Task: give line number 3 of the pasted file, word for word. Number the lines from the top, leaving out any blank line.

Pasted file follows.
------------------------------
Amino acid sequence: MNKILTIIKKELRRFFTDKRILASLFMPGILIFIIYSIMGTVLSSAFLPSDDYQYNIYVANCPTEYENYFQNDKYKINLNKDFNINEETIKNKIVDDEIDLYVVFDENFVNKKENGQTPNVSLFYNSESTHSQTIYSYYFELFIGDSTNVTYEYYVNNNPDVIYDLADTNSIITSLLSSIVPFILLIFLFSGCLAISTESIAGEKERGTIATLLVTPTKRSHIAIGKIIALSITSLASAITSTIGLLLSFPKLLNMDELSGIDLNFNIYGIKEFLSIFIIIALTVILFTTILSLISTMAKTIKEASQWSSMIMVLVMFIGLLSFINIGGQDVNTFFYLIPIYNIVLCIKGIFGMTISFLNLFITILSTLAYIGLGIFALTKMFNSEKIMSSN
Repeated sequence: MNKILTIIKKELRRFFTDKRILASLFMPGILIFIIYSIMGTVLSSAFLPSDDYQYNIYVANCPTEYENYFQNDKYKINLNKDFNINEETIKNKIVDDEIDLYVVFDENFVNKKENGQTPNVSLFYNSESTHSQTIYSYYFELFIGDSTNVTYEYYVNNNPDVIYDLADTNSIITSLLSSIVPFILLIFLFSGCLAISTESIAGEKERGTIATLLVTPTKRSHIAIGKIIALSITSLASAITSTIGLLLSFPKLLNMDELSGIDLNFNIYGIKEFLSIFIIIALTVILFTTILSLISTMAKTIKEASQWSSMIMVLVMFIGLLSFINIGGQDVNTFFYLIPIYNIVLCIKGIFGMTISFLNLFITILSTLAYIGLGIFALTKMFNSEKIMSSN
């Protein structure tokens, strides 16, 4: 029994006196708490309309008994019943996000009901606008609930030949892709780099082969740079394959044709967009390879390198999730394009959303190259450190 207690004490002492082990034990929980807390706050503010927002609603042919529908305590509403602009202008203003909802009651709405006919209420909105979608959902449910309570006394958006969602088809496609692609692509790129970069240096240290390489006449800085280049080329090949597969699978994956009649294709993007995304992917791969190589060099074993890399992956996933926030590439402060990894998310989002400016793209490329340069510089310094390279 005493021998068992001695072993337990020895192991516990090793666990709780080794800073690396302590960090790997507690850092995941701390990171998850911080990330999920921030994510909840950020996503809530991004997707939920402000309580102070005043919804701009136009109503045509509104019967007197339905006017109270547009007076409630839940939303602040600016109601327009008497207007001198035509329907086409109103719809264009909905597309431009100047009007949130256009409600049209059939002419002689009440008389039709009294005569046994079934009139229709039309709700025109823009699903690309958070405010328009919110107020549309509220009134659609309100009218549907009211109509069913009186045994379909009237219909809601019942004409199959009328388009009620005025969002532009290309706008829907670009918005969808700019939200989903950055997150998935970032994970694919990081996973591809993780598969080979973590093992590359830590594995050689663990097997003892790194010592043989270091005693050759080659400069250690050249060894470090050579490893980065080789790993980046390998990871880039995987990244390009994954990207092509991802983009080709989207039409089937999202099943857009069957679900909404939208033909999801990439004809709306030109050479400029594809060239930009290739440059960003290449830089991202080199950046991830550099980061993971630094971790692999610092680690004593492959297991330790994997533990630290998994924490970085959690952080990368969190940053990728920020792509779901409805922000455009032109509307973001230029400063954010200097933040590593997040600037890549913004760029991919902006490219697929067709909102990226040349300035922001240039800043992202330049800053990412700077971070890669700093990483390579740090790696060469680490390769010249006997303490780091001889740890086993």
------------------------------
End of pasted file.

């Protein structure tokens, strides 16, 4: 029994006196708490309309008994019943996000009901606008609930030949892709780099082969740079394959044709967009390879390198999730394009959303190259450190 207690004490002492082990034990929980807390706050503010927002609603042919529908305590509403602009202008203003909802009651709405006919209420909105979608959902449910309570006394958006969602088809496609692609692509790129970069240096240290390489006449800085280049080329090949597969699978994956009649294709993007995304992917791969190589060099074993890399992956996933926030590439402060990894998310989002400016793209490329340069510089310094390279 005493021998068992001695072993337990020895192991516990090793666990709780080794800073690396302590960090790997507690850092995941701390990171998850911080990330999920921030994510909840950020996503809530991004997707939920402000309580102070005043919804701009136009109503045509509104019967007197339905006017109270547009007076409630839940939303602040600016109601327009008497207007001198035509329907086409109103719809264009909905597309431009100047009007949130256009409600049209059939002419002689009440008389039709009294005569046994079934009139229709039309709700025109823009699903690309958070405010328009919110107020549309509220009134659609309100009218549907009211109509069913009186045994379909009237219909809601019942004409199959009328388009009620005025969002532009290309706008829907670009918005969808700019939200989903950055997150998935970032994970694919990081996973591809993780598969080979973590093992590359830590594995050689663990097997003892790194010592043989270091005693050759080659400069250690050249060894470090050579490893980065080789790993980046390998990871880039995987990244390009994954990207092509991802983009080709989207039409089937999202099943857009069957679900909404939208033909999801990439004809709306030109050479400029594809060239930009290739440059960003290449830089991202080199950046991830550099980061993971630094971790692999610092680690004593492959297991330790994997533990630290998994924490970085959690952080990368969190940053990728920020792509779901409805922000455009032109509307973001230029400063954010200097933040590593997040600037890549913004760029991919902006490219697929067709909102990226040349300035922001240039800043992202330049800053990412700077971070890669700093990483390579740090790696060469680490390769010249006997303490780091001889740890086993």